If recent trends hold true, a nationwide push to get customers in stores earlier than ever on Black Friday may pay off.
The share of Black Friday shoppers showing up to stores at midnight has steadily climbed since 2008, hitting 9.5 percent in 2010, according to data from the National Retail Federation. More than one-third of Black Friday shoppers were already lined up at stores by 5 a.m. last year, compared to less than fourth in 2008.
Multiple big name retailers are pushing up their openings in hopes of luring customers who may be hesitant to spend into stores early. Though Americans' pay rose by the most in seven months in October, consumer spending barely increased. More than 60 percent of consumers say the economic climate will impact their holiday spending this year, according to a separate survey from the NRF.
"They're looking for just more hours to bring in more dollars," said Megan Donadio, a retail strategist at consulting firm Kurt Salmon Associates. "We've all heard many reports that consumers are going to be spending less this season, if consumers have less to spend retailers want to make sure they're spending with their store."
But for some, late evening on Thanksgiving Day may not be early enough. One Tampa woman lined up a full nine days early at her local Best Buy in hopes of netting a good deal on a flat screen TV. According to Donadio, that's exactly what retailers want to happen when they offer limited-time only deals.
"It helps to create a kind of frenzy, a kind of scarcity," she said. "By opening up earlier they're hoping that the consumer goes there first and the consumer spends their dollar there."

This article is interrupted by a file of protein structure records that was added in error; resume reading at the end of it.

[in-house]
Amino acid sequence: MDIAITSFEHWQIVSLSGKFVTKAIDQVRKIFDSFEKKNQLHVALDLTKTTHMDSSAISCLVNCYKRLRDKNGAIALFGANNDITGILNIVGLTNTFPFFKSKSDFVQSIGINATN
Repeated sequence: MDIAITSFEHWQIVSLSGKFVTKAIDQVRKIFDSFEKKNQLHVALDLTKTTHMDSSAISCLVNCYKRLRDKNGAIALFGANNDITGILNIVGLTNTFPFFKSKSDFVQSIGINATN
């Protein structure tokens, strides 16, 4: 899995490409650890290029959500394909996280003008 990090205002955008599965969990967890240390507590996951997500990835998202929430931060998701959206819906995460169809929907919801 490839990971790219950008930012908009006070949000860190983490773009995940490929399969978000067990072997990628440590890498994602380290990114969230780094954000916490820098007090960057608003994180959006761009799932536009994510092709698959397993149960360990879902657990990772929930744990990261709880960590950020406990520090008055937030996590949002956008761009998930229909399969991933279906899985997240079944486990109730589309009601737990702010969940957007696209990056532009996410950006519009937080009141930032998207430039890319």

Many Black Friday traditionalists are upset that the deal bonanza will be starting earlier. Some shoppers who typically head to stores on Black Friday may be staying away this year, according to The New York Times, in part to spend Thanksgiving with their families, but also to protest stores' decision to force employees to work on Thanksgiving Day so that they can open earlier for Black Friday.
Workers at some big box stores are trying to convince them to abandon the midnight and Thanksgiving Day openings. One Target employee in Omaha, Nebraska started an online petition asking the retailer not to open at midnight on Black Friday so that workers could spend the whole day with their families. The petition has received nearly 200,000 signatures. A similar petition started by a Tampa Best Buy employee has netted more than 15,000 signatures.
Still, retailers are unlikely to be convinced by the petitions, when the opportunity to meet consumer demand for earlier openings exists. When Macy's announced its decision to open at midnight, Martine Reardon, Macy’s executive vice president for marketing, told the Associated Press that the earlier opening was a response to consumer demands.
"Given that it is the biggest historically, or at least one of the biggest shopping days of the year," said Mike Lubansky, a senior financial analyst at Sageworks, "it would make sense that they would want to maximize every possible hour that the they can get consumers in the door on that day."
Here is a guide to some of the best deals this Black Friday: